The Doors and All That Rock

Published in the New York Times
By DON HECKMAN

MORRISON HOTEL: The Doors. (Elektra EKS- 750070 The Doors have shown remarkably little inclination toward change in their years on top of the pop heap. The elements of their music are still basically the same as when “Light My Fire” seemed to herald the arrival of a genuinely original new rock style. Ray Manzarek’s keyboard gymnastics, Robbie Krieger’s discreet guitar and, of course, the omnipresent, erotically insinuating voice of Jim Morrison, were the most prominent qualities of the Doors’s music then, and are the most prominent qualities now.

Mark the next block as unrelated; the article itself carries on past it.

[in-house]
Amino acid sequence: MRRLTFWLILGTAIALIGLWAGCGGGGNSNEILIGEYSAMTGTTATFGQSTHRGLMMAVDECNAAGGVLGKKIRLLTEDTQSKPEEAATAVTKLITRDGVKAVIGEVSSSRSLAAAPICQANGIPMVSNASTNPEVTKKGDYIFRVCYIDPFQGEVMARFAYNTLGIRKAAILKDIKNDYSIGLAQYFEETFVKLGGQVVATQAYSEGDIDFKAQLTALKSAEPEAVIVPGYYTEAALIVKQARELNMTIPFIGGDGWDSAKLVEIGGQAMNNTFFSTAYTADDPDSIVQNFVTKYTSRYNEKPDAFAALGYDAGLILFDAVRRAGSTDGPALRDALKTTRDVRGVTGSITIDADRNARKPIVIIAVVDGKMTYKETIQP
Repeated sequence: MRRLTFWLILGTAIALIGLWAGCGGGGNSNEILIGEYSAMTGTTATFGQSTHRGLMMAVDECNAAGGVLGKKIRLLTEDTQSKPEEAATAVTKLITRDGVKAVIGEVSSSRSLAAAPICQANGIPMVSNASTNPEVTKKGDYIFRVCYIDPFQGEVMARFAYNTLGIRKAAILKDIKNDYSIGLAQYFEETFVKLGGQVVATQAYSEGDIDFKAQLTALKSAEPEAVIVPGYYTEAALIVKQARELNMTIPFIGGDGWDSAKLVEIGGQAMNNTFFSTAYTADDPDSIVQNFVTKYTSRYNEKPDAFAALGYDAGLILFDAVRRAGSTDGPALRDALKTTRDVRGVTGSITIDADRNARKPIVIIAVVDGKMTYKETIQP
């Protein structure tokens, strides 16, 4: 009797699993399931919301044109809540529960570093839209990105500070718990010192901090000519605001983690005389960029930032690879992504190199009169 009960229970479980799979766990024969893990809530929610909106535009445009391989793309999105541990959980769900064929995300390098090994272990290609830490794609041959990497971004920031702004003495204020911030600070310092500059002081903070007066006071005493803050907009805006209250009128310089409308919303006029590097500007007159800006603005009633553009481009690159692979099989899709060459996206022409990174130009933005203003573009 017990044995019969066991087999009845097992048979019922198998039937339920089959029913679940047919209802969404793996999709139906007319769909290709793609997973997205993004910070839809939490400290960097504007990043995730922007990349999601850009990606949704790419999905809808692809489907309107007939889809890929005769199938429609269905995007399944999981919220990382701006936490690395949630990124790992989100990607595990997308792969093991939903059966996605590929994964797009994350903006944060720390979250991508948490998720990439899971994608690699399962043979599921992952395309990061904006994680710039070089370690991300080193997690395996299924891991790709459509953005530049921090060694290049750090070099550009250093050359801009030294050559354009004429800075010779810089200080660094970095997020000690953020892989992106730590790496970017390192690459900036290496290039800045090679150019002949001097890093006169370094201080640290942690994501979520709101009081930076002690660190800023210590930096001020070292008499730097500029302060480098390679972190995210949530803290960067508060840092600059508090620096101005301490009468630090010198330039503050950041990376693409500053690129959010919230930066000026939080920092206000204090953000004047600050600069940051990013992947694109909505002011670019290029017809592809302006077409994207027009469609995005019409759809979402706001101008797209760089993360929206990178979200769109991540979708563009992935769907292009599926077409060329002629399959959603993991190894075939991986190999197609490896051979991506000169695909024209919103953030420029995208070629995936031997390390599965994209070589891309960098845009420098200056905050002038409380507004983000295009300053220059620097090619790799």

This new collection is typical; no surprise here. Morrison’s lyrics continue to have vaguely poetic pretensions, usually with little genuine content, although when they are matched by Manzarek’s barrelhouse piano – as on “The Spy” –they at least have the virtue of emphasizing the group’s best qualities. But aside from a few bright bits and pieces, the Doors’ creative lode appears to be thinning out.

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